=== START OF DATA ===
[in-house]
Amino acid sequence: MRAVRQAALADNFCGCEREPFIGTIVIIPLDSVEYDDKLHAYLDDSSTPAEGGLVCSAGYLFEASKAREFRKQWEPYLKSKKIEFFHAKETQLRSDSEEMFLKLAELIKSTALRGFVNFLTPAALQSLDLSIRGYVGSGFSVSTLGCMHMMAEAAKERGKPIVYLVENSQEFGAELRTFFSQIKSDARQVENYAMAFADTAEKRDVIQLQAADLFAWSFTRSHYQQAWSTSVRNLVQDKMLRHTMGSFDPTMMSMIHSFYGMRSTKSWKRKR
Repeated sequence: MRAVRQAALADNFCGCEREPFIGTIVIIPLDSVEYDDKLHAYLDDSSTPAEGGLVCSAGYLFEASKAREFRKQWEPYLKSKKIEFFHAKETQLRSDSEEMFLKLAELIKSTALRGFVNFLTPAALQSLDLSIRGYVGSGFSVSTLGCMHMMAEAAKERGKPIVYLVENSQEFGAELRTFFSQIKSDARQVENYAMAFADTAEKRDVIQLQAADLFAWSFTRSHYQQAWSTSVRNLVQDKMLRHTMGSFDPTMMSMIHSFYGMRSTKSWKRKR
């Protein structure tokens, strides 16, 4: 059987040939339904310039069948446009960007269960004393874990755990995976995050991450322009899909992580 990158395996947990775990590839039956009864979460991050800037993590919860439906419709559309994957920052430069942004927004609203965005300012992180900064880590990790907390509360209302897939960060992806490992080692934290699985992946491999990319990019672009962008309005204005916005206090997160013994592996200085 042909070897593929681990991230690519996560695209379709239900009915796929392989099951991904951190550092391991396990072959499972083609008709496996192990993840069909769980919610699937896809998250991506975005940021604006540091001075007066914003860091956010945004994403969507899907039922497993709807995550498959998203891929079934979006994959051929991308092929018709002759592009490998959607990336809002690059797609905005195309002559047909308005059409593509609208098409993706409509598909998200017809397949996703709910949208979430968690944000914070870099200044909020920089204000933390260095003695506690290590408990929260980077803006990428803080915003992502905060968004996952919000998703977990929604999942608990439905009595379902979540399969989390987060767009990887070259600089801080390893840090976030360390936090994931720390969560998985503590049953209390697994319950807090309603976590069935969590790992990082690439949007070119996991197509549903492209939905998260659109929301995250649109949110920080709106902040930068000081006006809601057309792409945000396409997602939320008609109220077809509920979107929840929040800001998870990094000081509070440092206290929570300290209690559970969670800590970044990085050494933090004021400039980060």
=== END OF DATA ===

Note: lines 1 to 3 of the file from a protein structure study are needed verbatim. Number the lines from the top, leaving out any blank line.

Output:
[in-house]
Amino acid sequence: MRAVRQAALADNFCGCEREPFIGTIVIIPLDSVEYDDKLHAYLDDSSTPAEGGLVCSAGYLFEASKAREFRKQWEPYLKSKKIEFFHAKETQLRSDSEEMFLKLAELIKSTALRGFVNFLTPAALQSLDLSIRGYVGSGFSVSTLGCMHMMAEAAKERGKPIVYLVENSQEFGAELRTFFSQIKSDARQVENYAMAFADTAEKRDVIQLQAADLFAWSFTRSHYQQAWSTSVRNLVQDKMLRHTMGSFDPTMMSMIHSFYGMRSTKSWKRKR
Repeated sequence: MRAVRQAALADNFCGCEREPFIGTIVIIPLDSVEYDDKLHAYLDDSSTPAEGGLVCSAGYLFEASKAREFRKQWEPYLKSKKIEFFHAKETQLRSDSEEMFLKLAELIKSTALRGFVNFLTPAALQSLDLSIRGYVGSGFSVSTLGCMHMMAEAAKERGKPIVYLVENSQEFGAELRTFFSQIKSDARQVENYAMAFADTAEKRDVIQLQAADLFAWSFTRSHYQQAWSTSVRNLVQDKMLRHTMGSFDPTMMSMIHSFYGMRSTKSWKRKR